A few days ago I also recorded the intro of Chaos Islands, click here to view it. You can download the map together with some other cool maps at my C&C Generals maps repository.

BN+ Framework 2.0.3 released

I’ve just released a new version of BN+ framework. It features a variety of new classes since version 2.0.2 plus some bug fixes and stability improvements. Also some classes have been added the the class library or control library repositories on BN+ Discussions, and a few of them now have detailed articles on The Code Project. Here you have an outtake from the release notes:

New classes
* BugSubmitter: A dialog that enables user to submit variouse types of bugs with build in validation. Sends it’s info to a webservice.
* PasswordDialog: Password editting dialog with optional authentication and live validation .
* SimpleLoginDialog: A simple login dialog that prompts for a password.
* FileDownloader: A class for downloading files in the background that supports info about their progress, the total progress, cancellation, pausing, and resuming. The downloads will run on a separate thread so you don’t have to worry about multihreading yourself.

Revised classes
* CryptoProvider: Now allows you to pass more advanced settings for AES and offers easier to use methods for RSA, DES and TrippleDES.
* CryptoStr: Has been rewritten to work with the new CryptoProvider and is now easier to use.
* Updater: A bug in the version compare algorithm has been fixed
* BruteForceAttacker: New version included (BN+ Framework 2.0.2 contained an unstable alpha build of this version)

* …

Further development
* The CyrptoProvider class will be rewritten from scratch and be made abstract, and serve as a base for separate DES, TDES, RSA and AES CryptoProviders.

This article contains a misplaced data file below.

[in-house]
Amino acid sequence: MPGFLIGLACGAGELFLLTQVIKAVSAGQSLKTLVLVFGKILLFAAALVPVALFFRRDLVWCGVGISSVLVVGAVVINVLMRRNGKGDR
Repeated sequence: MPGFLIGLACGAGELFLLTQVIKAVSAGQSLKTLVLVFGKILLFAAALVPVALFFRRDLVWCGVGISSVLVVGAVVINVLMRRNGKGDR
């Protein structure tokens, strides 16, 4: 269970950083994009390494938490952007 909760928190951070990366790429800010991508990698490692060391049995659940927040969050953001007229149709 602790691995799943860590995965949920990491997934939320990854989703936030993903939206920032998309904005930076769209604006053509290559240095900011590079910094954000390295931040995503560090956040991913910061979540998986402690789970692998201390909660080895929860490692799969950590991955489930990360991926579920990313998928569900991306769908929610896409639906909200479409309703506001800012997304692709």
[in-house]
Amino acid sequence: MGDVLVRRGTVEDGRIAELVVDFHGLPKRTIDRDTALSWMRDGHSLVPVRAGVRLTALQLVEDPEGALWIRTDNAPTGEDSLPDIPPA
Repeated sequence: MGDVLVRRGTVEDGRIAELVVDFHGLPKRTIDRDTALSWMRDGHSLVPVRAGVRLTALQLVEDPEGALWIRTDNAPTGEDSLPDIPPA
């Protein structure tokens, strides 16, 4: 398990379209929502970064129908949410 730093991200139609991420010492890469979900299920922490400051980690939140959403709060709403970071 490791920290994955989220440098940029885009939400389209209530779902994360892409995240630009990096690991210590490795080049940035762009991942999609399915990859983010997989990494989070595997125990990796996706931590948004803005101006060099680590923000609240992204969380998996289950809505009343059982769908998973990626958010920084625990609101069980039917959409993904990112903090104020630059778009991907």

* BruteForceAttacker will be made more modular and work on multiple threads.
* FileDownloader will get support for multiple downloads at the same time and segmented downloads.

I’d also like to thank everyone who helped with this project by providing bug reports, suggestions, contributions, or by simply using it!

If you are interested and consider to use this framework, please review the official topic and framework documentation.

BN+ Converter Pro 1.0.6 released

I finally finished the last details on BN+ Converter Pro after some extensive testing, and released the new 1.0.6 version.

BN+ Converter Pro 1.0.6

BN+ Converter Pro 1.0.6

Like I wrote before, quite some features got postponed to future versions, but still a lot of new functionality has been implemented. Here you have a copy from the release notes:

New features

* Multi language functionality: You can now view the main interface in both English, Dutch, German and leet. The application will automatically detect your computer language and use it at start-up. You can disable the auto detect option via the options menu, and then choose the start-up language.